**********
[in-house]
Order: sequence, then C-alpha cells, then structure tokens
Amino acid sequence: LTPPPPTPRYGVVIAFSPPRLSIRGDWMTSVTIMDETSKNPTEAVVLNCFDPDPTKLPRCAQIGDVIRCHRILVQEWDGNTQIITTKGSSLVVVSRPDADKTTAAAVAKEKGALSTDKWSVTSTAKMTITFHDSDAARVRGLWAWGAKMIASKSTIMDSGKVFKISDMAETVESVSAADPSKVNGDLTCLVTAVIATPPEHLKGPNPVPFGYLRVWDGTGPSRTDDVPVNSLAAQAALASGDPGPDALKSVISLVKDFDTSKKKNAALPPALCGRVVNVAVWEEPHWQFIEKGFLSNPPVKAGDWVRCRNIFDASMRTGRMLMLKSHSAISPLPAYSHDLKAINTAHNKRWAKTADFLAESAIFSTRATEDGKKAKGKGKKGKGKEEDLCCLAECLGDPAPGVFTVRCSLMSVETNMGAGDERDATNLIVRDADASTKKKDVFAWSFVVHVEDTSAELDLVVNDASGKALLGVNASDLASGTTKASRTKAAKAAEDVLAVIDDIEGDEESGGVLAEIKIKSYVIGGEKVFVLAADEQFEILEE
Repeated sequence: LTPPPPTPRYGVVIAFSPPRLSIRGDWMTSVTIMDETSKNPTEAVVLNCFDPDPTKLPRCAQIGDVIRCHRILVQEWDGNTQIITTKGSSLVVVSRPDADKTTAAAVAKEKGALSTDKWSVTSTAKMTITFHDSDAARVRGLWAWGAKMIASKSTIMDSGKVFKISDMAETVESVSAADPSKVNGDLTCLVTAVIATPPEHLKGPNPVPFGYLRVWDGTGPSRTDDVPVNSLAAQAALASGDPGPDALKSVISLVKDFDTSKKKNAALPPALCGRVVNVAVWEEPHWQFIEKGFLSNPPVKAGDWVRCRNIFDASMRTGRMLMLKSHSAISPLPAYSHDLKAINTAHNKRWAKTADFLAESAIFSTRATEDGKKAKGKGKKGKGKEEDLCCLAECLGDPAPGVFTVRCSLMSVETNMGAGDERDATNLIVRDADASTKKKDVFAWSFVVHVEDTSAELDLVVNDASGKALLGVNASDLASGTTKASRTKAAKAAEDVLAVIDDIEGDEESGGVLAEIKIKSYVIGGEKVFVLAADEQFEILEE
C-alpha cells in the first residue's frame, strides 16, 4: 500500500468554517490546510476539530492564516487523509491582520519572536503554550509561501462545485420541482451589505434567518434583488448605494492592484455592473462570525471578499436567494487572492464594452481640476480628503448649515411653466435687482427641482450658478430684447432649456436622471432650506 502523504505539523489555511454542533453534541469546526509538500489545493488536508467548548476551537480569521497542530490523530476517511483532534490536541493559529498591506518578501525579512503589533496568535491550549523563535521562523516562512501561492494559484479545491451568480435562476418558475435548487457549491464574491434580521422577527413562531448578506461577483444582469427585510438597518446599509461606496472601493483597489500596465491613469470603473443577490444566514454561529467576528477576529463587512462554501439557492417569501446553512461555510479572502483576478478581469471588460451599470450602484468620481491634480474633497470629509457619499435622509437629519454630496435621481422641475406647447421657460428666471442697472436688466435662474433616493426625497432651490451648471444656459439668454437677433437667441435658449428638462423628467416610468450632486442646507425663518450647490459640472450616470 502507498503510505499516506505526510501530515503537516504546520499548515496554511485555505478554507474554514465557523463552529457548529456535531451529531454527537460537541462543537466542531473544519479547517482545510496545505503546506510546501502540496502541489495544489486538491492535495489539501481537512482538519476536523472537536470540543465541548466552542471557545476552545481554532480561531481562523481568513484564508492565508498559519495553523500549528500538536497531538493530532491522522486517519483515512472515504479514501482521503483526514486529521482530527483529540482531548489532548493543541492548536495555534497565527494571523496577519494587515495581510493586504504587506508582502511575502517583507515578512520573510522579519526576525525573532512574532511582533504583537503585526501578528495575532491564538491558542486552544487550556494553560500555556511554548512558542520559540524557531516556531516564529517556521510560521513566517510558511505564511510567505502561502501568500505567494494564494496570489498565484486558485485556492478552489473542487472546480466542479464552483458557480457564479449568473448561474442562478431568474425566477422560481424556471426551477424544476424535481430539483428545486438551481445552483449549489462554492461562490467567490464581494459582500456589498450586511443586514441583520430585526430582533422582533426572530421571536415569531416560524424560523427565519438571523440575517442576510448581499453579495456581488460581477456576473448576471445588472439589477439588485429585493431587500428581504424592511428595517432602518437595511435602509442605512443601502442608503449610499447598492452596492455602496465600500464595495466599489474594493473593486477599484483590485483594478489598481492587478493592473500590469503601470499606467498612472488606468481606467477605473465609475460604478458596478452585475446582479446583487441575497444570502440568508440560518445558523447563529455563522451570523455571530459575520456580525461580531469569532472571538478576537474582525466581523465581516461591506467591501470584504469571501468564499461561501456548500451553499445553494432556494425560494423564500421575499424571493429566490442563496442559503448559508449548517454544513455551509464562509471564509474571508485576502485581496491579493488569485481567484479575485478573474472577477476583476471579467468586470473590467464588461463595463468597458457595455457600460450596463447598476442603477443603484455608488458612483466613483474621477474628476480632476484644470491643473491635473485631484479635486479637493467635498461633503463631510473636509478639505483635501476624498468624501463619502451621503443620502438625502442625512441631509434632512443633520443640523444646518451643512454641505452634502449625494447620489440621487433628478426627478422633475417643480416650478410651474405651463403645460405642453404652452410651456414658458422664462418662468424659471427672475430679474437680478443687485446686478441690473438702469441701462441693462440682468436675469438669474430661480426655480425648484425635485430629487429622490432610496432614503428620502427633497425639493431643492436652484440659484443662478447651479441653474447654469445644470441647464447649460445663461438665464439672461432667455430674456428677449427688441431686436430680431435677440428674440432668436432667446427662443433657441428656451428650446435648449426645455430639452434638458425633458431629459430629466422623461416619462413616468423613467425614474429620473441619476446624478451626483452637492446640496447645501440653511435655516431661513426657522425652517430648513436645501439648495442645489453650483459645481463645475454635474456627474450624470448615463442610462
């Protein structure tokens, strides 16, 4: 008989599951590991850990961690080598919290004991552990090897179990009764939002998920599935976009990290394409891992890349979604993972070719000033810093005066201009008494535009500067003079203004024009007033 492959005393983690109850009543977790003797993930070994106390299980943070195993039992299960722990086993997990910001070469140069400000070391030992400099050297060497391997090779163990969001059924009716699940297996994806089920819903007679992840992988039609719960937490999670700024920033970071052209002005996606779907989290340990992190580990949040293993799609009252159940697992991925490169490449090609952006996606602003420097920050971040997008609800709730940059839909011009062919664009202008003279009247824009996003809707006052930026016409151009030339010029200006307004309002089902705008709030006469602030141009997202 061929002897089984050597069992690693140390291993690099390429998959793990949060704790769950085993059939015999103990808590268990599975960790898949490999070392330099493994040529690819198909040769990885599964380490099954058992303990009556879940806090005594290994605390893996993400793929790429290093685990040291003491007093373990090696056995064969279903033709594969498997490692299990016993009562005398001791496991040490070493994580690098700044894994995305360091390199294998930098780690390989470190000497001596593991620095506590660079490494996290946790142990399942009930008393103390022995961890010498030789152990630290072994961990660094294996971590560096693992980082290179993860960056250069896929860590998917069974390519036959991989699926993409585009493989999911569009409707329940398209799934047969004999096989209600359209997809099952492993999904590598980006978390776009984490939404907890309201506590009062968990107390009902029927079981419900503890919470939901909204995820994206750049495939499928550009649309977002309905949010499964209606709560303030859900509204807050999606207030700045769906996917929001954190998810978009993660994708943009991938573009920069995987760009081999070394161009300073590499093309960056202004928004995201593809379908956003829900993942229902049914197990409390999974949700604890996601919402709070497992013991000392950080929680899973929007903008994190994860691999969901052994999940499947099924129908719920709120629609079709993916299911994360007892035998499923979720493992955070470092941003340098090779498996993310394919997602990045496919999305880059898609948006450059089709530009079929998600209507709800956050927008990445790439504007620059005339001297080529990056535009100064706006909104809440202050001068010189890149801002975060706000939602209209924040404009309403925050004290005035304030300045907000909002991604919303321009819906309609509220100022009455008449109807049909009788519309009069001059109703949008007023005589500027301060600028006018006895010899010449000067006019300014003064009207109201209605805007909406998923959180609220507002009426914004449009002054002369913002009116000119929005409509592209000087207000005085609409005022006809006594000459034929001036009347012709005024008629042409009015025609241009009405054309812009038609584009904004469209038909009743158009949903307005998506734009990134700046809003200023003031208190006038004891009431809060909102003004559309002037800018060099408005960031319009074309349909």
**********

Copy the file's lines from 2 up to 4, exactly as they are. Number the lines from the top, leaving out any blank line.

Order: sequence, then C-alpha cells, then structure tokens
Amino acid sequence: LTPPPPTPRYGVVIAFSPPRLSIRGDWMTSVTIMDETSKNPTEAVVLNCFDPDPTKLPRCAQIGDVIRCHRILVQEWDGNTQIITTKGSSLVVVSRPDADKTTAAAVAKEKGALSTDKWSVTSTAKMTITFHDSDAARVRGLWAWGAKMIASKSTIMDSGKVFKISDMAETVESVSAADPSKVNGDLTCLVTAVIATPPEHLKGPNPVPFGYLRVWDGTGPSRTDDVPVNSLAAQAALASGDPGPDALKSVISLVKDFDTSKKKNAALPPALCGRVVNVAVWEEPHWQFIEKGFLSNPPVKAGDWVRCRNIFDASMRTGRMLMLKSHSAISPLPAYSHDLKAINTAHNKRWAKTADFLAESAIFSTRATEDGKKAKGKGKKGKGKEEDLCCLAECLGDPAPGVFTVRCSLMSVETNMGAGDERDATNLIVRDADASTKKKDVFAWSFVVHVEDTSAELDLVVNDASGKALLGVNASDLASGTTKASRTKAAKAAEDVLAVIDDIEGDEESGGVLAEIKIKSYVIGGEKVFVLAADEQFEILEE
Repeated sequence: LTPPPPTPRYGVVIAFSPPRLSIRGDWMTSVTIMDETSKNPTEAVVLNCFDPDPTKLPRCAQIGDVIRCHRILVQEWDGNTQIITTKGSSLVVVSRPDADKTTAAAVAKEKGALSTDKWSVTSTAKMTITFHDSDAARVRGLWAWGAKMIASKSTIMDSGKVFKISDMAETVESVSAADPSKVNGDLTCLVTAVIATPPEHLKGPNPVPFGYLRVWDGTGPSRTDDVPVNSLAAQAALASGDPGPDALKSVISLVKDFDTSKKKNAALPPALCGRVVNVAVWEEPHWQFIEKGFLSNPPVKAGDWVRCRNIFDASMRTGRMLMLKSHSAISPLPAYSHDLKAINTAHNKRWAKTADFLAESAIFSTRATEDGKKAKGKGKKGKGKEEDLCCLAECLGDPAPGVFTVRCSLMSVETNMGAGDERDATNLIVRDADASTKKKDVFAWSFVVHVEDTSAELDLVVNDASGKALLGVNASDLASGTTKASRTKAAKAAEDVLAVIDDIEGDEESGGVLAEIKIKSYVIGGEKVFVLAADEQFEILEE